Naliniprava Tripathy, Sushant Sant & Ayush Dharnidharka
The service sector in India has the potential for enormous growth and the competency to provide highly quality jobs that lead to revenue generation for the economy. The service sector contributed 54.17% of India’s gross value added at current prices in 2018-19. Although the service sector is a significant contributor to GDP, it employs only 20% of the workforce in the country.
The service sector is heterogeneous, comprising a wide range of activities. At its most fundamental level, the service sector is divided into two broad categories such as traditional and modern services. Traditional services provide ancillary support such as security services, transportation to the manufacturing sector. The modern services change the way conventional services are delivered – this comprise fintech, insuretech, logitech and others. With the onset of Industry 4.0, the demand preference has changed and is continuously evolving towards innovative service solutions involving new-age technologies such as robotics, artificial intelligence, internet of things, bionic, 3D printing and biotechnology.
Reviving Consumption – An urgent need
The biggest challenge for the economy is the declining consumption that fell from 7.2% in the quarter ended March 2019 to 3.1% in the next quarter. Consumption and private investment are the two most important drivers of India’s economic growth. Private investments have been shrinking since 2013, and consumption was driving the growth. However, private consumption in the Indian economy started shrinking lately, causing a drop in the GDP growth rate to 5%. Therefore, the government has to first focus on reviving the consumption cycle. It has already taken specific steps to do the same by slashing the income-tax rates on domestic companies, withdrawal of higher surcharge for non-corporates, withdrawal of ‘angel tax’ for certain start-ups. Having said this, the following steps should be taken to revive demand in the economy.
• Government must take steps to leave more disposable income in the hands of individuals to increase spending in the economy.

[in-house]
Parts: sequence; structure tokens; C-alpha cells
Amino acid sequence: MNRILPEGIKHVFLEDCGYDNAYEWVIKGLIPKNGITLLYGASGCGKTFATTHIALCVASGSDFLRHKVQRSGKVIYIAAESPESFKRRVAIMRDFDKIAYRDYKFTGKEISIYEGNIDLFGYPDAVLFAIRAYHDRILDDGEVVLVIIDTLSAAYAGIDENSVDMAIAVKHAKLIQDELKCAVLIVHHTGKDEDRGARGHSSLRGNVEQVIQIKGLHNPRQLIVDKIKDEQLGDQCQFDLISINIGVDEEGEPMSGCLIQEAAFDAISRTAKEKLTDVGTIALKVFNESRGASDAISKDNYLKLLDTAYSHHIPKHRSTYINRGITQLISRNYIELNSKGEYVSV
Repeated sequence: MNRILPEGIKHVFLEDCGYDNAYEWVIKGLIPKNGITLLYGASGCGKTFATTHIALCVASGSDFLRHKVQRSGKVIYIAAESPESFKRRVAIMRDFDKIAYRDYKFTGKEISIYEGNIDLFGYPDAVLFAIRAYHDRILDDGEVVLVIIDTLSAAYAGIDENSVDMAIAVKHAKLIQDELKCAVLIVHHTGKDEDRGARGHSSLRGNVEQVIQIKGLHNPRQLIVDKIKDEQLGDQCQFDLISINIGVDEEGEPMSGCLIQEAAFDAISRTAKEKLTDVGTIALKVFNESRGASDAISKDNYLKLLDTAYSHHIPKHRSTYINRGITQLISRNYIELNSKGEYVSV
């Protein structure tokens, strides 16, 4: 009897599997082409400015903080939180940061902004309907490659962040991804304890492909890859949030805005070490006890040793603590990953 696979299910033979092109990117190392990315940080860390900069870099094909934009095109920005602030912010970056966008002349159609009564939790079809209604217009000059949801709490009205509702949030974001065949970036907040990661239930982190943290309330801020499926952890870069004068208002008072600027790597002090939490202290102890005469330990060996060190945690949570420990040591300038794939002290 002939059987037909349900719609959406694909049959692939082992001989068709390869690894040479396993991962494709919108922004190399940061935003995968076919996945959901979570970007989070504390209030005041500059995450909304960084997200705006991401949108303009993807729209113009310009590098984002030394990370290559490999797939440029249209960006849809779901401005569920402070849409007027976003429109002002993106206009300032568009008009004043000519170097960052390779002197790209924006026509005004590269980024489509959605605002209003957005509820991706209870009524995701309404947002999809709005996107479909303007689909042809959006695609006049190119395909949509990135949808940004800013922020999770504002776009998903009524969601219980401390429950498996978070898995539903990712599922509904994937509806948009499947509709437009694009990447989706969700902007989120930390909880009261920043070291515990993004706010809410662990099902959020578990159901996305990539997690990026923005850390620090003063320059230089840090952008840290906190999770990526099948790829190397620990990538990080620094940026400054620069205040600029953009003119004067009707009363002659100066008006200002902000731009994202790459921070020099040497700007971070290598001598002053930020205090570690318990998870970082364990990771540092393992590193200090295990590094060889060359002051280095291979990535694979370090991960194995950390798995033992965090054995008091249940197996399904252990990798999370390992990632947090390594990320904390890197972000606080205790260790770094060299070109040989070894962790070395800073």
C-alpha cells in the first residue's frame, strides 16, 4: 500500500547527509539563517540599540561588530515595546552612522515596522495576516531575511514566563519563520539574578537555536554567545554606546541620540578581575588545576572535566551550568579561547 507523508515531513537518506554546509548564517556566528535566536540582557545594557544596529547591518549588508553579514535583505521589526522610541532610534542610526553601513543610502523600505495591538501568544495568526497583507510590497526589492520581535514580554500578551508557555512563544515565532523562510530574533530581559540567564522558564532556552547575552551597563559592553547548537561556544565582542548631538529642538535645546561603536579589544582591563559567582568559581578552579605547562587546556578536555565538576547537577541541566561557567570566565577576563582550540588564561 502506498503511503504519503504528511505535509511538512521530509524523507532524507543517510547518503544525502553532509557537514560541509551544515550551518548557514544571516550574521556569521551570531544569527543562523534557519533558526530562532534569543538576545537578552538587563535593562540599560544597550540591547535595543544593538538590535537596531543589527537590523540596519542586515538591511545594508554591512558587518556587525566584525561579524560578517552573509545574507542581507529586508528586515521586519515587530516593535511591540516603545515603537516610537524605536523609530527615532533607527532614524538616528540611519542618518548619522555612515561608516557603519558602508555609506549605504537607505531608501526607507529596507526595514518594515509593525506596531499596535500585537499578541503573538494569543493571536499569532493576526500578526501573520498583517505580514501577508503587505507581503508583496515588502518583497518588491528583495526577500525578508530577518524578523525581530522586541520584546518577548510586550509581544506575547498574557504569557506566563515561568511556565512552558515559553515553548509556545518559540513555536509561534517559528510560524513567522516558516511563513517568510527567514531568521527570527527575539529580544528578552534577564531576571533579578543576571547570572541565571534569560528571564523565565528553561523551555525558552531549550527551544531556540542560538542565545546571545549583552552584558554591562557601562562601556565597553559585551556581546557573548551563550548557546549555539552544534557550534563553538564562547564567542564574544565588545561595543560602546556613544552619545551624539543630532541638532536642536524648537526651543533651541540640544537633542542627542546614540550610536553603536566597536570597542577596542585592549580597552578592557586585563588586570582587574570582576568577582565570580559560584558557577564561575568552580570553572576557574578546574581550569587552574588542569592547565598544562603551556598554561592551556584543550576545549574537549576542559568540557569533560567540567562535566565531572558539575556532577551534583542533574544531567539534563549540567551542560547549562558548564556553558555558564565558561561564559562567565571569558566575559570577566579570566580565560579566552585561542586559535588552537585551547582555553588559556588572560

• Commercial banks must be prodded to transmit the cuts in the repo and reverse repo rates to boost consumption. Only 1.1% of the 2.6% cut has been passed on to consumers.
• Raise minimum wages in rural as well as urban areas
• Rationalise GST rates for service sector industries.
Steps to revive the service sector
• For IT & ITeS industries, digital transformation is the next frontier that will drive growth in the future. Digital transformation is taking place across industries, which is the driving force for the IT industry. Growing internet penetration and smart devices, along with the emergence of new technologies have reduced the cost of internet. All these create a conducive environment of prosperity in terms of robust data protection regulations and setting up dedicated centres of excellence (either in isolation or in partnership) will boost the chances to spearhead the next era of digital growth. The government has already implemented technologies in departments such as direct and indirect taxes, but the scope of these services is enormous, and hence, implementation of these technology-enabled services would reduce the cost substantially across all the government departments and simultaneously growing demand for indigenous digital services.
• The banking and financial services is one of the fast-growing sectors and has become integrated with players such as NBFCs, banks, HFCs and mutual funds. Currently, the sector is going through a challenging phase due to liquidity crunch and growing NPAs. In this context, the RBI should work out further credit lines to provide sufficient liquidity in the market through banks and NBFCs. To attract foreign investment, FDI norms should be relaxed, especially in asset reconstruction companies, where 100% foreign portfolio investments should be allowed in the securities receipts issued by them.
• India has a vast geographical advantage with the varying landscape of mountains, valleys, beaches, alleys, and dessert, all empowering it to unleash the benefit of tourism. Some of the measures taken have the potential to kick-start this high-powered engine of growth to contribute significantly to the overall service sector. These include setting up of dedicated tourism organisations covering major tourism hubs to attract people from across the globe. This can be implemented by widening of CSR fund utilization through a non-profit, governmental organization.
• Healthcare is another sector that has a peripheral expansion ability up grow into a Rs 8.6 trillion industry by 2022. India has an edge over other nations because of its cost competitiveness that can make it a leading destination for high-end diagnostic services. This potential has not been utilised to the fullest and needs to be geared up. This can be done by improving the accessibility to service and bringing in transparency. There is a need to start air medical services at the earliest and offer medical visas on arrival for foreigners. The government should also start accreditation of AYUSH practitioners. It can establish Ayurveda hubs in various parts of the country, positioning itself as the only one of its kind.
The slowing service sector, which is the largest contributor to the GDP, needs a holistic approach. The policymakers should focus on reviving consumption as a broad-based measure. To achieve the $5 trillion target by 2025, India needs to focus on the services and devise a long-term plan for each of the industries with sector-specific structural reforms, fiscal stimulus and tax rationalisation.
(Dr Naliniprava Tripathy teaches finance at Indian Institute of Management, Shillong. Sushant Sant and Ayush Dharnidharka are final year students at IIM.)